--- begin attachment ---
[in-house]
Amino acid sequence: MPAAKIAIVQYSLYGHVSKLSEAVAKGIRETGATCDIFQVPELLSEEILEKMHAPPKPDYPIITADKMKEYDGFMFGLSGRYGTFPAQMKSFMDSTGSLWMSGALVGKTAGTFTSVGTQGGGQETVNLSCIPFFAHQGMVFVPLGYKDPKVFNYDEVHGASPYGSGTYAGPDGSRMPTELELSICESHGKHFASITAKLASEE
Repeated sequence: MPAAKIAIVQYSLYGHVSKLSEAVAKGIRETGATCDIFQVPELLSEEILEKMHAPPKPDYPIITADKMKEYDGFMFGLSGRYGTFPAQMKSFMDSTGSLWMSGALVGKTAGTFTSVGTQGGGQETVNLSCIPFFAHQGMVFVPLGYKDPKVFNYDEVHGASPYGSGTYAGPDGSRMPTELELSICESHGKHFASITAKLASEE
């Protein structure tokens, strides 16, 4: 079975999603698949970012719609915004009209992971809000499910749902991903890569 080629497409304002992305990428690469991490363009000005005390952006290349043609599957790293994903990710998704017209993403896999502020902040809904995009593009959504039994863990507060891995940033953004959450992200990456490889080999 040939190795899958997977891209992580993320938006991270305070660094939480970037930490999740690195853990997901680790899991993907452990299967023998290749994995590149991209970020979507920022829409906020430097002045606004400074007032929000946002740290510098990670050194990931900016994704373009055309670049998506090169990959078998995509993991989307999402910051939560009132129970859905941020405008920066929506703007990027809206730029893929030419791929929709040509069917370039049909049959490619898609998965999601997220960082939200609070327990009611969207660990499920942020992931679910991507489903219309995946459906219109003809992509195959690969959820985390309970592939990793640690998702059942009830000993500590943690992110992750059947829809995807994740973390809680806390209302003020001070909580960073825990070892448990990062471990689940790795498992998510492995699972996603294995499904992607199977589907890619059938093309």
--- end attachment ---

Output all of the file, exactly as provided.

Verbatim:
[in-house]
Amino acid sequence: MPAAKIAIVQYSLYGHVSKLSEAVAKGIRETGATCDIFQVPELLSEEILEKMHAPPKPDYPIITADKMKEYDGFMFGLSGRYGTFPAQMKSFMDSTGSLWMSGALVGKTAGTFTSVGTQGGGQETVNLSCIPFFAHQGMVFVPLGYKDPKVFNYDEVHGASPYGSGTYAGPDGSRMPTELELSICESHGKHFASITAKLASEE
Repeated sequence: MPAAKIAIVQYSLYGHVSKLSEAVAKGIRETGATCDIFQVPELLSEEILEKMHAPPKPDYPIITADKMKEYDGFMFGLSGRYGTFPAQMKSFMDSTGSLWMSGALVGKTAGTFTSVGTQGGGQETVNLSCIPFFAHQGMVFVPLGYKDPKVFNYDEVHGASPYGSGTYAGPDGSRMPTELELSICESHGKHFASITAKLASEE
């Protein structure tokens, strides 16, 4: 079975999603698949970012719609915004009209992971809000499910749902991903890569 080629497409304002992305990428690469991490363009000005005390952006290349043609599957790293994903990710998704017209993403896999502020902040809904995009593009959504039994863990507060891995940033953004959450992200990456490889080999 040939190795899958997977891209992580993320938006991270305070660094939480970037930490999740690195853990997901680790899991993907452990299967023998290749994995590149991209970020979507920022829409906020430097002045606004400074007032929000946002740290510098990670050194990931900016994704373009055309670049998506090169990959078998995509993991989307999402910051939560009132129970859905941020405008920066929506703007990027809206730029893929030419791929929709040509069917370039049909049959490619898609998965999601997220960082939200609070327990009611969207660990499920942020992931679910991507489903219309995946459906219109003809992509195959690969959820985390309970592939990793640690998702059942009830000993500590943690992110992750059947829809995807994740973390809680806390209302003020001070909580960073825990070892448990990062471990689940790795498992998510492995699972996603294995499904992607199977589907890619059938093309």